When Ebola turned routine care into a life threatening event

May 2015

Dr Diallo Thierno Souleymane, a doctor in Conakry, Guinea, recalls the day he received a phone call that changed his life. He had tested positive for Ebola. After surviving the disease and emerging from the Ebola treatment center, Dr Thierno was frightened to return to work and feared being stigmatized. He has since returned and advises other survivors to "have the courage to return to work [and] support the Ebola response."

Thierno Souleymane, a specialist in obstetrics and gynaecology, Ignace Deen Hospital in Conakry, Guinea
WHO/P. Haughton
Thierno Souleymane, a specialist in obstetrics and gynaecology, Ignace Deen Hospital, Conakry, Guinea

Dr Diallo Thierno Souleymane will never forget the phone call he received on 26 August 2014. A specialist in obstetrics and gynaecology, Dr Thierno was at work in the wards of the Ignace Deen Hospital in Conakry, Guinea when he got a call informing him that one of his patients had tested positive for Ebola.

"Three days before, I examined her, wearing gloves, after she had suffered a stillbirth," recalls Dr Thierno. "Then I received the call telling me that she tested positive for Ebola. From that very moment I knew I had become a contact," says Dr Thierno.

Dr Thierno’s life changed overnight. Although he had no Ebola symptoms at first, he immediately isolated himself to protect his family. “The first thing I did was call my wife. I was not afraid at all, but I wanted her to take our kids to her mum’s place. They needed to be away from me for 21 days,” he adds.

First Ebola symptoms

Dr Thierno continued to go to work, while carefully monitoring his body temperature every day. A few days later, he started to feel something was wrong. “Suddenly, my body temperature increased to 37.9° C. I did not talk to anybody. I packed my things and took my bags. I told my wife that I was going to an Ebola treatment centre.”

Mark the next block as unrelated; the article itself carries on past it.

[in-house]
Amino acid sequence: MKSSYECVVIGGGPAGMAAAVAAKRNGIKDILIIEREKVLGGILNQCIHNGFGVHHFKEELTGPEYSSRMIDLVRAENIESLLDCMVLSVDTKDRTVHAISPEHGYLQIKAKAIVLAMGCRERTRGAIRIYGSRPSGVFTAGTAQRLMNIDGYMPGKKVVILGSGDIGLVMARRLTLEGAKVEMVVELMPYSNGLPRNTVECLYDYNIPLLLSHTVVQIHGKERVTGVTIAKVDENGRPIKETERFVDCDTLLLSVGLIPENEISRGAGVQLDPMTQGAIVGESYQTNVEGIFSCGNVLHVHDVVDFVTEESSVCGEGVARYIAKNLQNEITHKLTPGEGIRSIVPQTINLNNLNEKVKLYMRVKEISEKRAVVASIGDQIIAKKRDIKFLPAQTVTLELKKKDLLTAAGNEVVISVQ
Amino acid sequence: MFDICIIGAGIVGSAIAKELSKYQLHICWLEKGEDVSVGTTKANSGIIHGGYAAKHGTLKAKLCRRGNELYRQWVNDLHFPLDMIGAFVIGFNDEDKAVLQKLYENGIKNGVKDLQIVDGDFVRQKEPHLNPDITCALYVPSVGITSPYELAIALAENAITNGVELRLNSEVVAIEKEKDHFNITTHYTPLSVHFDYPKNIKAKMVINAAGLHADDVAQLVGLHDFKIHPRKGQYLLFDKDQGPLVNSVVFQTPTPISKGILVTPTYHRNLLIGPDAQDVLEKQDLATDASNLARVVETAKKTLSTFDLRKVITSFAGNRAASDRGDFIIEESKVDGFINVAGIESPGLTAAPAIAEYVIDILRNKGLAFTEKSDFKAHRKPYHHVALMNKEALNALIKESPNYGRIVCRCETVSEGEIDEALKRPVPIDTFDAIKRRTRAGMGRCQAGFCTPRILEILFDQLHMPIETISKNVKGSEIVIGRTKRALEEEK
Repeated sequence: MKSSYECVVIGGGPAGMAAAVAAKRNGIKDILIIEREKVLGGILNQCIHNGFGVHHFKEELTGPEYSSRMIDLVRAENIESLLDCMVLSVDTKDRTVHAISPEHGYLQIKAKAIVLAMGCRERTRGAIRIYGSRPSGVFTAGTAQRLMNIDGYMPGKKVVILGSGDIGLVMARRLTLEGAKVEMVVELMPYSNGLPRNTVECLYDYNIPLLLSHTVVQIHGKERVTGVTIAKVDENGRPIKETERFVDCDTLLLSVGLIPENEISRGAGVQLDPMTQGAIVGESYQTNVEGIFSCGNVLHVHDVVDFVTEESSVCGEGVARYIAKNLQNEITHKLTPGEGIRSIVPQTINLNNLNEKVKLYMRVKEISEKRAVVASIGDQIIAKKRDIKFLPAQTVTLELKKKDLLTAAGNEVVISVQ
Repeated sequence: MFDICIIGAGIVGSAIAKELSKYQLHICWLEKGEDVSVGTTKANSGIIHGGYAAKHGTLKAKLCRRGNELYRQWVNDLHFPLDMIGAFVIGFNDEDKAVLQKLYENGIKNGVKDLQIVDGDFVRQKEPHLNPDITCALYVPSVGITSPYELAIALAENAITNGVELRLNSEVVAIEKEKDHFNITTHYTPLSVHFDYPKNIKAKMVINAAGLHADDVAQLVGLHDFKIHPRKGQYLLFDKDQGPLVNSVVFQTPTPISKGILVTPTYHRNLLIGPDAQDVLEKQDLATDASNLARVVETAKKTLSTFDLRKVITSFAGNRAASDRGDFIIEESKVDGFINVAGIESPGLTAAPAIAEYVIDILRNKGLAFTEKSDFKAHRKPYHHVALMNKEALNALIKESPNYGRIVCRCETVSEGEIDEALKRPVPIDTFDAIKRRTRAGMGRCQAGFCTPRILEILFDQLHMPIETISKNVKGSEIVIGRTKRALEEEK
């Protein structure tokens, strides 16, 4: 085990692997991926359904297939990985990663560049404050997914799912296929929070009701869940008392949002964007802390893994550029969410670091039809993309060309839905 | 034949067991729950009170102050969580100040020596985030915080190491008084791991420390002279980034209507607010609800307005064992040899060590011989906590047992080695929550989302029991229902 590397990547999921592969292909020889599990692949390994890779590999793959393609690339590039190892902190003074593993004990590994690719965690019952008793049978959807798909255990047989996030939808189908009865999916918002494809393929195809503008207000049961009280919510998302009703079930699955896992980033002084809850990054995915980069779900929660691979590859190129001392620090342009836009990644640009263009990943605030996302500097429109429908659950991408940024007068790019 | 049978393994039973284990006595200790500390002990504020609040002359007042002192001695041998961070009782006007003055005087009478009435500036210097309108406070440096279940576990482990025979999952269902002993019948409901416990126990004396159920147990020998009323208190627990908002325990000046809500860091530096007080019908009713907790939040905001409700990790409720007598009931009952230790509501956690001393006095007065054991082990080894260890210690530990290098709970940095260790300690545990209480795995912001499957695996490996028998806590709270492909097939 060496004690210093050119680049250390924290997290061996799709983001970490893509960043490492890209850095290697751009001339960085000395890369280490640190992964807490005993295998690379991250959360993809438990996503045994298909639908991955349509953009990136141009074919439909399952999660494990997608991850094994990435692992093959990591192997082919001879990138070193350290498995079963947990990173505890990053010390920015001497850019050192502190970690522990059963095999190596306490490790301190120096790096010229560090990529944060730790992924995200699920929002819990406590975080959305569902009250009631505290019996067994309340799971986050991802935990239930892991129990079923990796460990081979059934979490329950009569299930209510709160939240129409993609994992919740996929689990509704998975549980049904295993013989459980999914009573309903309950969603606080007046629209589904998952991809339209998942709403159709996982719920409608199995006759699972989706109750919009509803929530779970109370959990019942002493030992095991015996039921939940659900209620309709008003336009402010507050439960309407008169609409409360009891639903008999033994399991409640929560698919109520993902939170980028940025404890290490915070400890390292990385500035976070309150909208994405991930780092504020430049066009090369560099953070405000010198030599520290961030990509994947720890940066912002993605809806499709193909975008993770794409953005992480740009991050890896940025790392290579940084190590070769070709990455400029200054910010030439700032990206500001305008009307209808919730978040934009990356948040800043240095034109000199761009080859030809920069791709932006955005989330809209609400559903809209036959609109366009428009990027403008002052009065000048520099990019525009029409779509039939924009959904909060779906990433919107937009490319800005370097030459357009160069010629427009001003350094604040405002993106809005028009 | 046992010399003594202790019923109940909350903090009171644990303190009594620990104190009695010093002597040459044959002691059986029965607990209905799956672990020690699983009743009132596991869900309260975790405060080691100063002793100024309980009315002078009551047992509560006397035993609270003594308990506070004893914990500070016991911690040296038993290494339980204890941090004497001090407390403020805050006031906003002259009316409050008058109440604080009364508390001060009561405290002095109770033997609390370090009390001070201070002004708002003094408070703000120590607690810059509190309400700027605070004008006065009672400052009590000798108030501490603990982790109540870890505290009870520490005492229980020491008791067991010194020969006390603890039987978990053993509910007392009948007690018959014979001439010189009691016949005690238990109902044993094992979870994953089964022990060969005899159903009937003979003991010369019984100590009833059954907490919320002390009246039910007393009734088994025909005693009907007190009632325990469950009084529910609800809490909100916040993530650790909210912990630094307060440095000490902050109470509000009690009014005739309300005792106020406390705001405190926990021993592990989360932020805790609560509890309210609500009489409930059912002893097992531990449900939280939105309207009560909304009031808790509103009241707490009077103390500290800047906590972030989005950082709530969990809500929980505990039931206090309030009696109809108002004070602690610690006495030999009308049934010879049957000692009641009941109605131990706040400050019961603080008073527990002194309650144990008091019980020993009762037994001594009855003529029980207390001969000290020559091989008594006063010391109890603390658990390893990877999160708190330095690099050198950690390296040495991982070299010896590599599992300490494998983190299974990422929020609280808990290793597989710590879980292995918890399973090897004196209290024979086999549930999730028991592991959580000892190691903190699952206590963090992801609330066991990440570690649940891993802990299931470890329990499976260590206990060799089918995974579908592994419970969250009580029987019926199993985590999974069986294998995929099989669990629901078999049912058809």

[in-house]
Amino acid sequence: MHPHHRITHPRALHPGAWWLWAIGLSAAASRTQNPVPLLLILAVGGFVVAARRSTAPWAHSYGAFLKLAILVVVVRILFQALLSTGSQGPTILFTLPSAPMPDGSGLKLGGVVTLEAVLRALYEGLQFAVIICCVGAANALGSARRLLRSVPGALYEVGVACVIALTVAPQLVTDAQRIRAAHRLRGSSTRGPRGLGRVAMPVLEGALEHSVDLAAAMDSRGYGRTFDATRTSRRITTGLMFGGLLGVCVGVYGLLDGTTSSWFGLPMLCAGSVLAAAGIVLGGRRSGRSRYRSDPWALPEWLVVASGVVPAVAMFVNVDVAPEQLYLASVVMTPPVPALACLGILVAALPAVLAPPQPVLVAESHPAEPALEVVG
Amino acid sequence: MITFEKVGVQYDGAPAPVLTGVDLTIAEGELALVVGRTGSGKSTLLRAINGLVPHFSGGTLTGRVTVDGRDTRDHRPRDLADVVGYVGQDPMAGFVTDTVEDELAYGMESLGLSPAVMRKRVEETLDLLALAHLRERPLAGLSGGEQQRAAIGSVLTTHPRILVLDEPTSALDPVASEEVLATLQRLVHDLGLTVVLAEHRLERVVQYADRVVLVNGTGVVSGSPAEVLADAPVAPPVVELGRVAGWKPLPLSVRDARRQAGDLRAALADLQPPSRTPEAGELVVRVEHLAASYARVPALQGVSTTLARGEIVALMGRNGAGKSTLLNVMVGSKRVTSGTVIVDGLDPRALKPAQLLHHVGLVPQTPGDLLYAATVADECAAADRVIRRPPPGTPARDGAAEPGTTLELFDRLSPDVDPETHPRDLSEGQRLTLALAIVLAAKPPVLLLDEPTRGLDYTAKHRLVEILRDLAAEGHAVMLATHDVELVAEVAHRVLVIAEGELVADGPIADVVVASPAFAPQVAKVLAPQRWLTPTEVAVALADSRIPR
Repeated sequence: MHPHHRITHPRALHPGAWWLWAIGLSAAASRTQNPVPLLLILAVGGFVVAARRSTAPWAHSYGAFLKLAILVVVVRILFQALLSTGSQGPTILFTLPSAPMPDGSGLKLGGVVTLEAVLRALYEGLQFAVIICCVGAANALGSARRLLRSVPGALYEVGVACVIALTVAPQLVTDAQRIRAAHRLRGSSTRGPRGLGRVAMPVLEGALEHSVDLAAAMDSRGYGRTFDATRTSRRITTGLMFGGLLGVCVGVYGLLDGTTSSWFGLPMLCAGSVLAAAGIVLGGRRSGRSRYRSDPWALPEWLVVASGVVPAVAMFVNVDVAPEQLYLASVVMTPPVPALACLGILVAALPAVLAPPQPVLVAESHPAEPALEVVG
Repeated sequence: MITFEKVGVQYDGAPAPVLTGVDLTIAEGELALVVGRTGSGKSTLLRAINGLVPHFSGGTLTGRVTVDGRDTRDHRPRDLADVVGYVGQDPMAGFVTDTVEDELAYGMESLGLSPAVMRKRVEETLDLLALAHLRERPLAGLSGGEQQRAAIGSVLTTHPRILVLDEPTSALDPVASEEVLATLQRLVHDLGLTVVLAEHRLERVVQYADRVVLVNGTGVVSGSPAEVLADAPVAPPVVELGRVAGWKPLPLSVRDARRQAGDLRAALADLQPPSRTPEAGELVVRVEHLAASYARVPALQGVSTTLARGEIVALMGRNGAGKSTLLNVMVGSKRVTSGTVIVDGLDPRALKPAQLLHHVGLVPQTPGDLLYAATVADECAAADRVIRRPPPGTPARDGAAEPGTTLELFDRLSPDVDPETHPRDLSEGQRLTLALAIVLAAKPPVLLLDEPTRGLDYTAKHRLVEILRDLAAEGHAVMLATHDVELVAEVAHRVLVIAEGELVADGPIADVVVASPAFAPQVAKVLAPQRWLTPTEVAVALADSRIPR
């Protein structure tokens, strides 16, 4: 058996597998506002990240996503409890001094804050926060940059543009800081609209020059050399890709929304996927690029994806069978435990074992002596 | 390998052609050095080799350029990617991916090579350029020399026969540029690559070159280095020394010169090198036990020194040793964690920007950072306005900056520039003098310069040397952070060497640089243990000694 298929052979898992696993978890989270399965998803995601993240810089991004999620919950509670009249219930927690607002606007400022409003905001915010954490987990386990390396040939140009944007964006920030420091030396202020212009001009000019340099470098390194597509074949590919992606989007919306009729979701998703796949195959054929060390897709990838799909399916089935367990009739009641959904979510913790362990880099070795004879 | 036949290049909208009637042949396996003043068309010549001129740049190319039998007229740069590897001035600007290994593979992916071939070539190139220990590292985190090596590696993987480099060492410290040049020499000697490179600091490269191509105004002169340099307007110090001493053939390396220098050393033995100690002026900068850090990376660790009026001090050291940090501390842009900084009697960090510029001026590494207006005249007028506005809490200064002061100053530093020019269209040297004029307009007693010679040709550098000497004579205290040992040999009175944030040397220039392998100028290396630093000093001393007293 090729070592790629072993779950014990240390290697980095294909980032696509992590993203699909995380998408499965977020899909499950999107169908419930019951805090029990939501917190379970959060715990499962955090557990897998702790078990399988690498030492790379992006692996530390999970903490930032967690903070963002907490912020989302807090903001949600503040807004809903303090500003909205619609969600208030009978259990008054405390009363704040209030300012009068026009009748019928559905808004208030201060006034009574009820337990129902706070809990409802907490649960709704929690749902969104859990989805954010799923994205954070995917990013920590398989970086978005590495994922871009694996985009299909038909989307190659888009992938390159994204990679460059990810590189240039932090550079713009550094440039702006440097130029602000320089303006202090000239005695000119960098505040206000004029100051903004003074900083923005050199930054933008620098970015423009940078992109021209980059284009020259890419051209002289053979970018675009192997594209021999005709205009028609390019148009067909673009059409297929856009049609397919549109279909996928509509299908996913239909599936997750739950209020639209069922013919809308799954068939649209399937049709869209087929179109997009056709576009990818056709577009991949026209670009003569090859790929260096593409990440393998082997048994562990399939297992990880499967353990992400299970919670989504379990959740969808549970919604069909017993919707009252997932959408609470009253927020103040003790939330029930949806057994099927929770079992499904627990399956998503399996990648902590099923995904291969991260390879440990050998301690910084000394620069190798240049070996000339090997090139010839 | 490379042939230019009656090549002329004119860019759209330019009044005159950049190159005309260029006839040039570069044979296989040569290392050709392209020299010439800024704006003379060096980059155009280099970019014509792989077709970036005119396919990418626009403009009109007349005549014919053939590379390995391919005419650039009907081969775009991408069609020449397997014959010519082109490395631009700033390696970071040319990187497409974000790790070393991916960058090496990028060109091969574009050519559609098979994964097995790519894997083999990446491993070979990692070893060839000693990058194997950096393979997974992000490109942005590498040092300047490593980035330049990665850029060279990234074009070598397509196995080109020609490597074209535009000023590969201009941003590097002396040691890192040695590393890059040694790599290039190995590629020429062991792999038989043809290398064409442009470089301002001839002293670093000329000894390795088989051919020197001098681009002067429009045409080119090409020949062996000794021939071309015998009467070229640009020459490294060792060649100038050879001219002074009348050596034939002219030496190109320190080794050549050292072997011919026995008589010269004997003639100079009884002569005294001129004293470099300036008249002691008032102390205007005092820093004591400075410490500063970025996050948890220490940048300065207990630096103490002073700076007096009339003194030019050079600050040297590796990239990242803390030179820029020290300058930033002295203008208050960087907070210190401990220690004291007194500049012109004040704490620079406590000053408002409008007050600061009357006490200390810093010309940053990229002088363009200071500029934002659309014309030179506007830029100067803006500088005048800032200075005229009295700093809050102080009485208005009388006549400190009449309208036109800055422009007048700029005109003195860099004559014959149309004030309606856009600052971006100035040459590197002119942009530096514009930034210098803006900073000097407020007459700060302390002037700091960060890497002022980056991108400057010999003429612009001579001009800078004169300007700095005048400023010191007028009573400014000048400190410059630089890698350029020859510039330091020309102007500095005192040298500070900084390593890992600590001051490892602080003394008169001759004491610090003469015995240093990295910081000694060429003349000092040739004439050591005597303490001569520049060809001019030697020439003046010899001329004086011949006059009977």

When he arrived at the Ebola treatment centre, Dr Thierno was uncomfortable about being there as a patient, not a doctor. A lot of people recognized him. “I told everyone that there was nothing wrong. I waited till they all left to enter. I got examined, and was tested for Ebola the following day,” he says.

Dr Thierno Souleymane, a specialist in obstetrics and gynaecology, Ignace Deen hospital in Conakry, Guinea
WHO/P. Haughton

The next day the results came back. Dr Thierno had tested positive for Ebola.

Forgetting his life as a tool to survive

Once inside the wards of the Ebola treatment centre, Dr Thierno says he made a conscious effort to forget about his children, his wife, and his parents.

"Forgetting about my life outside the hospital room helped me to survive. I was able to let go of any stress and focus on surviving," he concludes. As the symptoms started to worsen, Dr Thierno began to forget the world around him and his life outside the Ebola treatment centre.

Dr Thierno said there were moments during his illness when his caretakers and colleagues were convinced he was dead. "I was asthenic, I did not eat. The colleagues in the treatment centre did a lot for me. They came to wash and feed me. There were even students of mine who worked in the centre, but they were afraid to tell me who they were. It wasn’t until I started to recover that they came forward."

"Once discharged from the Ebola treatment centre, I stayed home for a couple of months. I didn’t want to be stigmatized."

Dr Thierno Souleymane, the Ignace Deen Hospital, Conakry, Guinea

Courageous return to work

By the end of September, Dr Thierno tested negative for Ebola and returned home. However, fear of stigmatization, along with the desire to hide his deteriorated physical state from his friends and colleagues, made Dr Thierno reluctant to pick up his life again.

"Once discharged from the Ebola treatment centre near the end of September, I stayed home for a couple of months. I started to get out of the house only in December. I didn’t want to be stigmatized," says Dr Thierno.

This was a very difficult time because Dr Thierno, the family breadwinner did not get paid while he was not working. “While I was recovering, I could not go to work to put food on the table. This was the most difficult time. Fortunately, my family fully supported me,” he says.

Eventually Dr Thierno did recover fully and is now back at his old place of work. When asked what advice he would give to fellow Ebola survivors, he says, “I would tell them to have the courage to return to work. Ebola kills. But there are many other diseases that kill. I would say they were lucky to have survived Ebola. So continue to work, especially on initiatives which support the Ebola response.”